Fred Risser is a veteran Wisconsin state senator. Actually, he is the longest-serving state legislator in American political history. Bald and bearded, quick to laugh, he is the genial grandfather at the family picnic.
But Risser was not feeling genial, lately. May 19 he had been recognized to speak and was making a point on the floor of the Wisconsin State Senate. Risser was questioning the constitutionality and ethics of the Republican-sponsored voter suppression bill, AB7. However, State Senate President Mike Ellis, the new majority leader, cut him off – loudly, practically screaming, talking right over him – instead of considering Risser's important legal questions.
In over 50 years of serving in the legislature, Risser said that he hadn't seen anything like it. When Risser makes that assertion, it carries considerable weight. He was born on May 5, 1927, into a storied Wisconsin political family. His father, grandfather and great-grandfather all served in the Wisconsin legislature – all representing the State Capitol district, the city of Madison. Fred, now 84, was first elected to the legislature in 1956. Since he first became a state senator, he has never lost an election.
So, what were the Wisconsin Republicans in such a hurry to do? What made them steamroll seniority and abandon procedure? The bill in question will make it harder to vote. The party that was purportedly supporting democracy in the Middle East was thwarting it in the Midwest. Republican Gov. Scott Walker has claimed credit for originating the voter suppression bill, but it was a vote embraced by every Republican state senator. It made perfect sense that the Republicans didn't want to discuss the bill. Why discuss a bill that restricts people's right to express themselves and to participate in their own government?
The voter suppression bill passed by the Republican senators triples the length of time a resident must live in a voting district, requires voters to purchase a picture identification, eliminates the straight-ticket voting option and requires voters to sign a poll list before receiving their ballots. Democrats claim that insufficient notice of these voting requirements will discourage voters who show up at the polls without having complied, meaning they would need at least one more trip in order to be able to vote.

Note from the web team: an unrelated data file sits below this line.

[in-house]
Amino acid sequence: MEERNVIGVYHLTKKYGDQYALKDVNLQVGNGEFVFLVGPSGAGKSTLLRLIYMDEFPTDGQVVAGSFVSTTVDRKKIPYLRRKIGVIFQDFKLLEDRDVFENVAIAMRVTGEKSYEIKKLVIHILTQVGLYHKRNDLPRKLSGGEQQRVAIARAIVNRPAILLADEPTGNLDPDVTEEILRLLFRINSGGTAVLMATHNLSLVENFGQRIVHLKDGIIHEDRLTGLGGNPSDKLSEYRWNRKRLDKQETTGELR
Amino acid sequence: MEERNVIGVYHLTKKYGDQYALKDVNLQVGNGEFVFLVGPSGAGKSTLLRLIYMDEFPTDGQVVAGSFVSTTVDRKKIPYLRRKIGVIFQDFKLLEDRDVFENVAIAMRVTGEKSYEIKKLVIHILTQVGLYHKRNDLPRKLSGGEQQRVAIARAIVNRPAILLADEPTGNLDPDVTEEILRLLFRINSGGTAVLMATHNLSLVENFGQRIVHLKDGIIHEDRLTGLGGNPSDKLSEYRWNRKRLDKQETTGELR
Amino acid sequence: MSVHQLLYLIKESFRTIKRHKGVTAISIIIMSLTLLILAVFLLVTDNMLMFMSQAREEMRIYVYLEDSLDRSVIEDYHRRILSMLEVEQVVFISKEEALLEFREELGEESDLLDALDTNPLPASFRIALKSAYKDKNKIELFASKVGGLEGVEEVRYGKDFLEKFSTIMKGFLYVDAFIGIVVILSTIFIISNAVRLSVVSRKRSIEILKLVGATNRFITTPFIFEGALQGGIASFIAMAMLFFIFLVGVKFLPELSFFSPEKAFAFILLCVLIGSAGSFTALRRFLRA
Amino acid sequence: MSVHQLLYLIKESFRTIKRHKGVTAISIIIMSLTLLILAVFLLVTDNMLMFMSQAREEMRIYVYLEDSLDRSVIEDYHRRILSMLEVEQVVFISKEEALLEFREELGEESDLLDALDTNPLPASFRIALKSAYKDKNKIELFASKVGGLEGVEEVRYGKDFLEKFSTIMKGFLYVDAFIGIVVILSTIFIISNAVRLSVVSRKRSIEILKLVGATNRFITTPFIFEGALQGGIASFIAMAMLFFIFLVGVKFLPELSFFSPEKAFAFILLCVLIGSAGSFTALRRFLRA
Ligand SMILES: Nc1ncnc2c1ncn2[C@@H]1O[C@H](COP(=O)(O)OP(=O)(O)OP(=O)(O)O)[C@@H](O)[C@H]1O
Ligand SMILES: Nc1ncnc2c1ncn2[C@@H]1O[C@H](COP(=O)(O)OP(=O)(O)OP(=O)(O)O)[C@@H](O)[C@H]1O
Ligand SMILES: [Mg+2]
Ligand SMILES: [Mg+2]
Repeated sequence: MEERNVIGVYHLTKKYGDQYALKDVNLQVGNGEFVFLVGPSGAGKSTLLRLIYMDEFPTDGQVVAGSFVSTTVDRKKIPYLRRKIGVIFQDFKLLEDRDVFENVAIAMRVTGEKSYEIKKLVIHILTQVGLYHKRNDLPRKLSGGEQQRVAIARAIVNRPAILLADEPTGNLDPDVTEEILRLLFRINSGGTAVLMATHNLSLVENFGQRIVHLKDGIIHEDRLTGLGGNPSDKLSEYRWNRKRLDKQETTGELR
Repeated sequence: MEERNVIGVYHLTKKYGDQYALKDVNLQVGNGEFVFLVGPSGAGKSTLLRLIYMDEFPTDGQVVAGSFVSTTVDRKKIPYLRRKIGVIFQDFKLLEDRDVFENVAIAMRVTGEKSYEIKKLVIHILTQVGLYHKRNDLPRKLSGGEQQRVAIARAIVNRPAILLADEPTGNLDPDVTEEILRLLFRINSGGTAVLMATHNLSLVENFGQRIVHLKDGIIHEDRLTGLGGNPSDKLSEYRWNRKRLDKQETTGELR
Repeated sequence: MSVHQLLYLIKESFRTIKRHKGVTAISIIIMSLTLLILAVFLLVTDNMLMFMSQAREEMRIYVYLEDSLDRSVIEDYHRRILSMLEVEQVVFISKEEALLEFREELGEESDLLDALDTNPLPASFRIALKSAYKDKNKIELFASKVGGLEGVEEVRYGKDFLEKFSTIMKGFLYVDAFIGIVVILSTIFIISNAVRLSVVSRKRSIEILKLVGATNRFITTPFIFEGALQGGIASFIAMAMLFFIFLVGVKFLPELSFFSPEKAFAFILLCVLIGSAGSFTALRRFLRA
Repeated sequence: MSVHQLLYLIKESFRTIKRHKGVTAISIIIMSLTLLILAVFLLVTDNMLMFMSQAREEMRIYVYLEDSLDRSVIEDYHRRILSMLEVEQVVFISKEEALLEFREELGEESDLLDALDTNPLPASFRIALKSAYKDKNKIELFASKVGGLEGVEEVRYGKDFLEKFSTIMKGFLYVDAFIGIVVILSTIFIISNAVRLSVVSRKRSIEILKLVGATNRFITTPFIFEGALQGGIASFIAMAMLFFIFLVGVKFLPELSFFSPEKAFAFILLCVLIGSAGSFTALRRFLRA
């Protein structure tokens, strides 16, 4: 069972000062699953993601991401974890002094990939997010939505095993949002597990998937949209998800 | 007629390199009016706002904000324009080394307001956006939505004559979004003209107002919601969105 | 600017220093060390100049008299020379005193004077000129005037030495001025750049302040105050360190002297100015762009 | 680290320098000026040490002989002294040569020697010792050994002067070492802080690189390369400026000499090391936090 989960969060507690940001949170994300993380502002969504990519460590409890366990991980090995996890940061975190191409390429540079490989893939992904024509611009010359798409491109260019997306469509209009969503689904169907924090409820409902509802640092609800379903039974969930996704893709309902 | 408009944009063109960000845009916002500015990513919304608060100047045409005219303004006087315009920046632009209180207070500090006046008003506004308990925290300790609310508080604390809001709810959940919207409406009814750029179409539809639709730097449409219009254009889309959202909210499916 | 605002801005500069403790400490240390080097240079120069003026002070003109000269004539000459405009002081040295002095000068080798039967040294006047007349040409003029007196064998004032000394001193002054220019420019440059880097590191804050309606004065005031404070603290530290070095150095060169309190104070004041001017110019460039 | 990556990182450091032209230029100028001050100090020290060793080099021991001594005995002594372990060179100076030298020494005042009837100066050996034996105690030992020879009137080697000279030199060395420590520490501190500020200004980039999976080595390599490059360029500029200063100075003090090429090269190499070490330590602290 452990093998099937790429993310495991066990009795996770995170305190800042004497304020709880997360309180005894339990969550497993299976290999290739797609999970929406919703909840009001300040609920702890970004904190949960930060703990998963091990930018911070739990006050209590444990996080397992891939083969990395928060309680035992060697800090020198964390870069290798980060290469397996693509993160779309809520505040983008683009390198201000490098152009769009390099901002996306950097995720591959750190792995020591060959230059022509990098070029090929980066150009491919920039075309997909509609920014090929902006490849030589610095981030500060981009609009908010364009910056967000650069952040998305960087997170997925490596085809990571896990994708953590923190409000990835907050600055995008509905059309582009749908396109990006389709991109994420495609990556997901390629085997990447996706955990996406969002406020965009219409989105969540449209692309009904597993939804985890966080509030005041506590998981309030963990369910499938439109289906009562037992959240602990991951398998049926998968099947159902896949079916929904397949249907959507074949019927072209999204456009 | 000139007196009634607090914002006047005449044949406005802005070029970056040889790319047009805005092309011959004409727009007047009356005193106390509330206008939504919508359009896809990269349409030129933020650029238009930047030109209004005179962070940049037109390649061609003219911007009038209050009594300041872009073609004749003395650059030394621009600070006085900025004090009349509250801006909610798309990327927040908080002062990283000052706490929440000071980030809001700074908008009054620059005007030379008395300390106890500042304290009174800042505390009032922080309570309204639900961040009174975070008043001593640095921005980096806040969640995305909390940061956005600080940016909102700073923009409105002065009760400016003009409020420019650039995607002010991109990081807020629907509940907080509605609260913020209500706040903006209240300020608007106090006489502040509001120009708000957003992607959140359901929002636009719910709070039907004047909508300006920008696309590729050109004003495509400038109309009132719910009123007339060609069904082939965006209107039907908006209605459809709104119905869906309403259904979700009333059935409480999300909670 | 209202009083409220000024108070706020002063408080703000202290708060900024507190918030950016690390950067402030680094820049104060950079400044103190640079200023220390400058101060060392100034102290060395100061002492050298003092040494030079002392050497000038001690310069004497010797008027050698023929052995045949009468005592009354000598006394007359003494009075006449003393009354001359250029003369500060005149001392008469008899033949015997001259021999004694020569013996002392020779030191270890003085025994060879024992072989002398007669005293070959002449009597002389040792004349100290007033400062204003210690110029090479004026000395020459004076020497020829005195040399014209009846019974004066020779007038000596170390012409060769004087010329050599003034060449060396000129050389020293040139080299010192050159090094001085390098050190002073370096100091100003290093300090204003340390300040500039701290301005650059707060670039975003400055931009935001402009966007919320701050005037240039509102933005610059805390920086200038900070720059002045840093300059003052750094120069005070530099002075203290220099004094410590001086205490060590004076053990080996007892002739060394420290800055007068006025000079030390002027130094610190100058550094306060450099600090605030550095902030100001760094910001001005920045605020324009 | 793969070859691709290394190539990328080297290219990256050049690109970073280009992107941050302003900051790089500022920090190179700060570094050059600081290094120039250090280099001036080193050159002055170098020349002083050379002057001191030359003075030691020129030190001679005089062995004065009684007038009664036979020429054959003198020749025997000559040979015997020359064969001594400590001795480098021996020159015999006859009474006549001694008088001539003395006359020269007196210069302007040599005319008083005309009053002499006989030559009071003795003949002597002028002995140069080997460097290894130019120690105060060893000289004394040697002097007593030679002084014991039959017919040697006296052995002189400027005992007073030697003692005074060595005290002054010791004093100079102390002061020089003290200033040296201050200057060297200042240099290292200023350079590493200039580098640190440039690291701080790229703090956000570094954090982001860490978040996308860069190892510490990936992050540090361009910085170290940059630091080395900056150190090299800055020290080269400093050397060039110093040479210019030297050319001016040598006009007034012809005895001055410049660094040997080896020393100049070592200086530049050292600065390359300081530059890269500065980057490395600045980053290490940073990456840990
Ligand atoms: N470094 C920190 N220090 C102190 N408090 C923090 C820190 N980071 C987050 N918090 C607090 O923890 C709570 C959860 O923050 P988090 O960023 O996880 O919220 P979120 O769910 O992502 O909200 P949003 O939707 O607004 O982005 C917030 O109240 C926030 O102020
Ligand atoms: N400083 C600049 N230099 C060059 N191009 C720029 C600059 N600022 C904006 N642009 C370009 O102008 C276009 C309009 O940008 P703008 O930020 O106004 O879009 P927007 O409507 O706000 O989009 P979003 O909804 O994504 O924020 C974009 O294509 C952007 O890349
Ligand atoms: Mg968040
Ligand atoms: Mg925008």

African-American State Sen. Lena Taylor (D-Milwaukee) maintains that the bill would suppress the vote of minorities, seniors, youth and those who have recently moved or who don't have a permanent address. State Sen. Spencer Coggs, also from Milwaukee, warned that the bill would have a chilling effect on the majority of Wisconsin. “And when the majority gets a chill,” lamented Coggs, “the African American community gets pneumonia.” (Wispolitics.com, 5/21-5/22)
Republicans claimed that the purpose of the bill was to address voter fraud. But such fraud is either a figment of fevered imaginations or a red herring only. Of the 3.8 million people who voted in the last election, there were only 11 reports of felony voter fraud. In the past, Wisconsin lawmakers sought ways to encourage participation in the democratic process.
As the Republicans stampeded, bullying their way to limit voting by their opponents – both on the floor of the legislature and in statewide voting booths – Risser shared his thoughts:
“This legislation is nothing more than a voter suppression measure. It will have a significant negative effect on the ability of many individuals – seniors, students, rural residents and people with disabilities – to vote.
“Supporters argue that this measure is necessary to stop voter fraud, which has proven to be practically nonexistent in Wisconsin. The truth is that this bill's supporters want to impose as many roadblocks as possible to make it more difficult for certain segments of the population to vote.
“Wisconsin should work to find ways to strengthen election procedures and voter turnout without erecting additional barriers to disenfranchise our citizens.” [Press Release 5/19]
This was particularly heartfelt for Risser, who, as a young legislator in 1959, had voted to give public employees the right to join unions and bargain collectively. Now, in Wisconsin – the first state in the union to confer these constitutional rights – Republicans seek to suppress the popular vote – partly in order to take away collective bargaining and break those same unions.